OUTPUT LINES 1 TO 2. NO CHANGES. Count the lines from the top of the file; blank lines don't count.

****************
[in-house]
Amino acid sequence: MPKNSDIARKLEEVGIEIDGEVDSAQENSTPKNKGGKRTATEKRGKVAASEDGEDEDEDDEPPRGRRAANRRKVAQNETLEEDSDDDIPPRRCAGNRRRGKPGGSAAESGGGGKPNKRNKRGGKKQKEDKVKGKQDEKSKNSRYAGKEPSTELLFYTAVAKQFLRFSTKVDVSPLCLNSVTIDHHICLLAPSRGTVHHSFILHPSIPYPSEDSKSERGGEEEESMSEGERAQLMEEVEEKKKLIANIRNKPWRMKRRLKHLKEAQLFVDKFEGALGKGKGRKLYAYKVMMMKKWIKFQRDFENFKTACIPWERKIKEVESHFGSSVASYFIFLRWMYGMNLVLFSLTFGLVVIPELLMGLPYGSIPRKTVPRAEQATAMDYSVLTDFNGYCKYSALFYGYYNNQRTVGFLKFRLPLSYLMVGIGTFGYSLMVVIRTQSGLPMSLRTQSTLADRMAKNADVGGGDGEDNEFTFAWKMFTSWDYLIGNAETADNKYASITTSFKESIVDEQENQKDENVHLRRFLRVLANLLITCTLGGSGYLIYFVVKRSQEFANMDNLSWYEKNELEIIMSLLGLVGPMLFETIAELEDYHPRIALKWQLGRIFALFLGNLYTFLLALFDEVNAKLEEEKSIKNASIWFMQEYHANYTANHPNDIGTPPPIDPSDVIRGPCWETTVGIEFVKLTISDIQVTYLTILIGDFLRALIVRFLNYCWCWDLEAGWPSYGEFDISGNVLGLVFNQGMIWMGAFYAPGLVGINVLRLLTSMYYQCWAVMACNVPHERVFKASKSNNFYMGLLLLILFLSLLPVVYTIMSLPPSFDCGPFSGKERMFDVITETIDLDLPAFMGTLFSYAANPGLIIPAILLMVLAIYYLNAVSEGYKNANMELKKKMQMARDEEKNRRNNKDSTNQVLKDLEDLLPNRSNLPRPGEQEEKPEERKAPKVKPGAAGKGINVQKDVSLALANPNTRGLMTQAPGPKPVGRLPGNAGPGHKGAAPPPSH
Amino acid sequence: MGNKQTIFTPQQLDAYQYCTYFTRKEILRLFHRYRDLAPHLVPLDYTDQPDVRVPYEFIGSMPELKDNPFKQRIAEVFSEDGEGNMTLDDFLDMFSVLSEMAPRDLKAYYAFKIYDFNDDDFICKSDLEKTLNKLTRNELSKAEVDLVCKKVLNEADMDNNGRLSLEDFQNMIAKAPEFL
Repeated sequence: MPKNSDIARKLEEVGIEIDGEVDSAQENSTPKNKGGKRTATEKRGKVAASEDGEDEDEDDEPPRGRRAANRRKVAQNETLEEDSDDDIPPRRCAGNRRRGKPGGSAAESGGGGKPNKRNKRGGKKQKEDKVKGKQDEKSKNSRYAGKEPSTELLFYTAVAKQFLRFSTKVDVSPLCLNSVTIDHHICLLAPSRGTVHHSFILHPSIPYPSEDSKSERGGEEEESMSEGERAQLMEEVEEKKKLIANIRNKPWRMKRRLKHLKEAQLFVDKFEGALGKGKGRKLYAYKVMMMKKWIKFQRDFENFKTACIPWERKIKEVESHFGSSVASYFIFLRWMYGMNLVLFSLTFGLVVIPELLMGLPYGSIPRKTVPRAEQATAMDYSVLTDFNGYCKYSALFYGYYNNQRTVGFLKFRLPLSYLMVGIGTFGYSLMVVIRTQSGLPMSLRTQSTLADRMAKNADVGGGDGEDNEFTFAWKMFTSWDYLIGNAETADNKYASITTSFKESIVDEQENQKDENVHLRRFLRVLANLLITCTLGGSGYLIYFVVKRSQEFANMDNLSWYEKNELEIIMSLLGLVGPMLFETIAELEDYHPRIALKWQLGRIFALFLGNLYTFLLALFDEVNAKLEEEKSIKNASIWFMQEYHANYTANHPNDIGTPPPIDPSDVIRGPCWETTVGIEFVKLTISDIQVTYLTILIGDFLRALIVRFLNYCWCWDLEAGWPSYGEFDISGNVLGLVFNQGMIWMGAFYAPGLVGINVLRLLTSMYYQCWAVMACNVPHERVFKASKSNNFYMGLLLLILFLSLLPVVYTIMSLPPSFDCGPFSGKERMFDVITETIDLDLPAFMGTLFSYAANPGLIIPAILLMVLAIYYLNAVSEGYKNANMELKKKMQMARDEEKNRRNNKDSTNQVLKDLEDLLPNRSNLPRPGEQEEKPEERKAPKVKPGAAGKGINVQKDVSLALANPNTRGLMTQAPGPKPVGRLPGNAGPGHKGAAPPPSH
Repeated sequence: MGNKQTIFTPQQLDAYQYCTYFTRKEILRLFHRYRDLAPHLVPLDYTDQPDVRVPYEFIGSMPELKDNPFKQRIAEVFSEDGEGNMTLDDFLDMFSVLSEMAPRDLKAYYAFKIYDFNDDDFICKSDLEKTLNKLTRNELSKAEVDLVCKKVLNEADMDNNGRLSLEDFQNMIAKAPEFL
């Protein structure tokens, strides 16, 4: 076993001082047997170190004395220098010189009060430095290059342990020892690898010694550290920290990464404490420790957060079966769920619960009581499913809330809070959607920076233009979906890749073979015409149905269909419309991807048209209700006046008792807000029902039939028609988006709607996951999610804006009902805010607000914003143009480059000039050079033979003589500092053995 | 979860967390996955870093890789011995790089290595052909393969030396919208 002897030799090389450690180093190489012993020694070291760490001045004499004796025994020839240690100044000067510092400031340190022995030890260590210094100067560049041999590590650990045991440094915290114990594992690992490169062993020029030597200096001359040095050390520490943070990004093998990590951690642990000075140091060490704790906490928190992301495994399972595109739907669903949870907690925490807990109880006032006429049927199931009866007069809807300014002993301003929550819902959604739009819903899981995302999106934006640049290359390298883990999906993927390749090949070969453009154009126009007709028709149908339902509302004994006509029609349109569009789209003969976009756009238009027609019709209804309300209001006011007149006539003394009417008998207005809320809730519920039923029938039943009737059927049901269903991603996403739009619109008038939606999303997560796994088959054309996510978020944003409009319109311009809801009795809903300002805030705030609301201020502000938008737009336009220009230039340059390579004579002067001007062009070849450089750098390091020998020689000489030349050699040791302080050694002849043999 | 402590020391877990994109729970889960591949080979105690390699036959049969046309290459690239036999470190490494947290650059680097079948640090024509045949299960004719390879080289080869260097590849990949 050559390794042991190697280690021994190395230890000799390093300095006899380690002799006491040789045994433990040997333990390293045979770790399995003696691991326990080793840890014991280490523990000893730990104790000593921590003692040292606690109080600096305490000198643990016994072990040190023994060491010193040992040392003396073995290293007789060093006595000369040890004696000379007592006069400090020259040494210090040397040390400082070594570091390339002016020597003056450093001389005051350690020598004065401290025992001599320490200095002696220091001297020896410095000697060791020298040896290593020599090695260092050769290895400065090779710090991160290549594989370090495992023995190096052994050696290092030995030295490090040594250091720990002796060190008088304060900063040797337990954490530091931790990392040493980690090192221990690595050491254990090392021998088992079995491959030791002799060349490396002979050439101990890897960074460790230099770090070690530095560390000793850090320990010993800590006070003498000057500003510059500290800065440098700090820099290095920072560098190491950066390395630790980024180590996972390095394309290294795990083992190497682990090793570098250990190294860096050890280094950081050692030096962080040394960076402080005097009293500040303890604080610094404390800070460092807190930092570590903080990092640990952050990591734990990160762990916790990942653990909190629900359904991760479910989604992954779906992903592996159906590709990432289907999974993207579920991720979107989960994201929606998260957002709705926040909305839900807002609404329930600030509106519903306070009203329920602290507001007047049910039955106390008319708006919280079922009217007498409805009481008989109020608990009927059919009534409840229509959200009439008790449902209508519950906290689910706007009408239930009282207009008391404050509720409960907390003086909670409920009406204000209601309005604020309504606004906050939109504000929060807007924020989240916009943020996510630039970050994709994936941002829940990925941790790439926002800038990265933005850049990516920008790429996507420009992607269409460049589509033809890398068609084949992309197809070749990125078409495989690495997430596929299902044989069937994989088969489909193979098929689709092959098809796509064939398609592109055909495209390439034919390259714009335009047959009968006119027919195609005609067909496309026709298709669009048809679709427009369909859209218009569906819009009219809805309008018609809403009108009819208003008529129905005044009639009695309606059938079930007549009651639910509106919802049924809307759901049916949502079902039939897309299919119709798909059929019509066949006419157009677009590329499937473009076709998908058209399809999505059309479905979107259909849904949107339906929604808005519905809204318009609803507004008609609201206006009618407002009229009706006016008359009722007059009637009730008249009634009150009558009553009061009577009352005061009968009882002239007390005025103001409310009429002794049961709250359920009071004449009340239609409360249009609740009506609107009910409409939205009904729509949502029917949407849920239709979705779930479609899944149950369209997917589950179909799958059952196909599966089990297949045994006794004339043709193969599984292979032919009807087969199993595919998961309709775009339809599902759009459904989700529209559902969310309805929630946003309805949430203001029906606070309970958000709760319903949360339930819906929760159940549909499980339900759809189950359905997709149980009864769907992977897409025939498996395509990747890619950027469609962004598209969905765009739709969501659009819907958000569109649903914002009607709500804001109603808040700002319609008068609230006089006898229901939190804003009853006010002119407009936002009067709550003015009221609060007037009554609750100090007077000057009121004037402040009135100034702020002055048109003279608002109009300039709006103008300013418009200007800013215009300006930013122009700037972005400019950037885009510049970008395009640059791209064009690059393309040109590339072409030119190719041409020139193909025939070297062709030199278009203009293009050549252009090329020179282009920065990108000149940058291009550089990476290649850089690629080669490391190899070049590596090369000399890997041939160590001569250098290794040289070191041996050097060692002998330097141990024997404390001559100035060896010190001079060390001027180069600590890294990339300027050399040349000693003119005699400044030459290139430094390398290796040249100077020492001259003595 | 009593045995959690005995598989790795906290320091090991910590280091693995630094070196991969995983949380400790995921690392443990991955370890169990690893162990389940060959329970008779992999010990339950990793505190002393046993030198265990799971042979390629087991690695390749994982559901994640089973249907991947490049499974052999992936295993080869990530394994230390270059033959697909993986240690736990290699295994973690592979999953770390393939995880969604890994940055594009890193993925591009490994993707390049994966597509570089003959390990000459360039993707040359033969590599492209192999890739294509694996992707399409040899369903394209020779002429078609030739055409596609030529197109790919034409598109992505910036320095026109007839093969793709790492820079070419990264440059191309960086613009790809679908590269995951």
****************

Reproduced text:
[in-house]
Amino acid sequence: MPKNSDIARKLEEVGIEIDGEVDSAQENSTPKNKGGKRTATEKRGKVAASEDGEDEDEDDEPPRGRRAANRRKVAQNETLEEDSDDDIPPRRCAGNRRRGKPGGSAAESGGGGKPNKRNKRGGKKQKEDKVKGKQDEKSKNSRYAGKEPSTELLFYTAVAKQFLRFSTKVDVSPLCLNSVTIDHHICLLAPSRGTVHHSFILHPSIPYPSEDSKSERGGEEEESMSEGERAQLMEEVEEKKKLIANIRNKPWRMKRRLKHLKEAQLFVDKFEGALGKGKGRKLYAYKVMMMKKWIKFQRDFENFKTACIPWERKIKEVESHFGSSVASYFIFLRWMYGMNLVLFSLTFGLVVIPELLMGLPYGSIPRKTVPRAEQATAMDYSVLTDFNGYCKYSALFYGYYNNQRTVGFLKFRLPLSYLMVGIGTFGYSLMVVIRTQSGLPMSLRTQSTLADRMAKNADVGGGDGEDNEFTFAWKMFTSWDYLIGNAETADNKYASITTSFKESIVDEQENQKDENVHLRRFLRVLANLLITCTLGGSGYLIYFVVKRSQEFANMDNLSWYEKNELEIIMSLLGLVGPMLFETIAELEDYHPRIALKWQLGRIFALFLGNLYTFLLALFDEVNAKLEEEKSIKNASIWFMQEYHANYTANHPNDIGTPPPIDPSDVIRGPCWETTVGIEFVKLTISDIQVTYLTILIGDFLRALIVRFLNYCWCWDLEAGWPSYGEFDISGNVLGLVFNQGMIWMGAFYAPGLVGINVLRLLTSMYYQCWAVMACNVPHERVFKASKSNNFYMGLLLLILFLSLLPVVYTIMSLPPSFDCGPFSGKERMFDVITETIDLDLPAFMGTLFSYAANPGLIIPAILLMVLAIYYLNAVSEGYKNANMELKKKMQMARDEEKNRRNNKDSTNQVLKDLEDLLPNRSNLPRPGEQEEKPEERKAPKVKPGAAGKGINVQKDVSLALANPNTRGLMTQAPGPKPVGRLPGNAGPGHKGAAPPPSH